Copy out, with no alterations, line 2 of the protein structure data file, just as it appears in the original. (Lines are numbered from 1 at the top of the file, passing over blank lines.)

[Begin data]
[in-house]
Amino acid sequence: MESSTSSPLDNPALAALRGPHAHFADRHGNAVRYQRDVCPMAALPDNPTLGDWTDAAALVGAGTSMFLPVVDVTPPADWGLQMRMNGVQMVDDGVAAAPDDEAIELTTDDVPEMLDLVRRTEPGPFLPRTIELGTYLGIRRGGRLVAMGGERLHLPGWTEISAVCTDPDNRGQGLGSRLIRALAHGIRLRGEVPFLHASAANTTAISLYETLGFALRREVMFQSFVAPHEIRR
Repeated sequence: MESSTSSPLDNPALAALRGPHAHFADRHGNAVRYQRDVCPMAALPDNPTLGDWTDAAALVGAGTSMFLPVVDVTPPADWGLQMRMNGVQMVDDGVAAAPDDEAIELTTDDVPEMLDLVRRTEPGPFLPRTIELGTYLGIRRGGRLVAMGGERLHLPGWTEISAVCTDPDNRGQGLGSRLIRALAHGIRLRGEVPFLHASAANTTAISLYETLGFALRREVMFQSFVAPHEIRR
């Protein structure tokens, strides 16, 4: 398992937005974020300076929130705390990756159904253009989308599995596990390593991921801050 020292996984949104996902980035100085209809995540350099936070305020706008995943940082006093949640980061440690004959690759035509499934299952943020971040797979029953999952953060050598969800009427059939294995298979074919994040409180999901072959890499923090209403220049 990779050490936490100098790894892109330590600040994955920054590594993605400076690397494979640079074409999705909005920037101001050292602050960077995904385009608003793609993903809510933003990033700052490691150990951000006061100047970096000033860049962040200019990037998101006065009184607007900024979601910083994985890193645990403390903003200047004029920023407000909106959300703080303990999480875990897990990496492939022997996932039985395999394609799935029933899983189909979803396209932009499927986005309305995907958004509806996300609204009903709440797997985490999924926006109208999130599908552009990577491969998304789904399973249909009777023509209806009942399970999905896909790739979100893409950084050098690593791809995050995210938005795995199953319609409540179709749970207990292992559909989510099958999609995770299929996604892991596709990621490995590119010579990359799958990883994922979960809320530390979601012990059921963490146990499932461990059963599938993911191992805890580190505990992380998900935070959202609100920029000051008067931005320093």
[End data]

Amino acid sequence: MESSTSSPLDNPALAALRGPHAHFADRHGNAVRYQRDVCPMAALPDNPTLGDWTDAAALVGAGTSMFLPVVDVTPPADWGLQMRMNGVQMVDDGVAAAPDDEAIELTTDDVPEMLDLVRRTEPGPFLPRTIELGTYLGIRRGGRLVAMGGERLHLPGWTEISAVCTDPDNRGQGLGSRLIRALAHGIRLRGEVPFLHASAANTTAISLYETLGFALRREVMFQSFVAPHEIRR